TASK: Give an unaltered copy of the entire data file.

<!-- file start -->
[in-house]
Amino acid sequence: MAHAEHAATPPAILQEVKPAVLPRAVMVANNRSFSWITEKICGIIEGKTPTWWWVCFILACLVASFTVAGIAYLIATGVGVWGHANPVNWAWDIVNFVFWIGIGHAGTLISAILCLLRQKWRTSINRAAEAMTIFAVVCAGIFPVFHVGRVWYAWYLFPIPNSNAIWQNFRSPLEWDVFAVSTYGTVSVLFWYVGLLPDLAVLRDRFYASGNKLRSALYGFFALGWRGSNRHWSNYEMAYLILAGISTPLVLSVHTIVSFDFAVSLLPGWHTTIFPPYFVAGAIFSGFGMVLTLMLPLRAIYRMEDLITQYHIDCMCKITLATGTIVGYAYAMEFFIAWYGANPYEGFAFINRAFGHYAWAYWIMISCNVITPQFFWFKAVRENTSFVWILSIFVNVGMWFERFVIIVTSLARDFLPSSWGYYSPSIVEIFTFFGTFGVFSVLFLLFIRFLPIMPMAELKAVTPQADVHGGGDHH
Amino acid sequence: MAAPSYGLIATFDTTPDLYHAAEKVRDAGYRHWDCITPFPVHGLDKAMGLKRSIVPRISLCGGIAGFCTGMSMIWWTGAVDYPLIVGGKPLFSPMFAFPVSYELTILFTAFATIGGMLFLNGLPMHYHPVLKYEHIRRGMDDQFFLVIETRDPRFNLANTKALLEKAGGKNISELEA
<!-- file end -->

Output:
[in-house]
Amino acid sequence: MAHAEHAATPPAILQEVKPAVLPRAVMVANNRSFSWITEKICGIIEGKTPTWWWVCFILACLVASFTVAGIAYLIATGVGVWGHANPVNWAWDIVNFVFWIGIGHAGTLISAILCLLRQKWRTSINRAAEAMTIFAVVCAGIFPVFHVGRVWYAWYLFPIPNSNAIWQNFRSPLEWDVFAVSTYGTVSVLFWYVGLLPDLAVLRDRFYASGNKLRSALYGFFALGWRGSNRHWSNYEMAYLILAGISTPLVLSVHTIVSFDFAVSLLPGWHTTIFPPYFVAGAIFSGFGMVLTLMLPLRAIYRMEDLITQYHIDCMCKITLATGTIVGYAYAMEFFIAWYGANPYEGFAFINRAFGHYAWAYWIMISCNVITPQFFWFKAVRENTSFVWILSIFVNVGMWFERFVIIVTSLARDFLPSSWGYYSPSIVEIFTFFGTFGVFSVLFLLFIRFLPIMPMAELKAVTPQADVHGGGDHH
Amino acid sequence: MAAPSYGLIATFDTTPDLYHAAEKVRDAGYRHWDCITPFPVHGLDKAMGLKRSIVPRISLCGGIAGFCTGMSMIWWTGAVDYPLIVGGKPLFSPMFAFPVSYELTILFTAFATIGGMLFLNGLPMHYHPVLKYEHIRRGMDDQFFLVIETRDPRFNLANTKALLEKAGGKNISELEA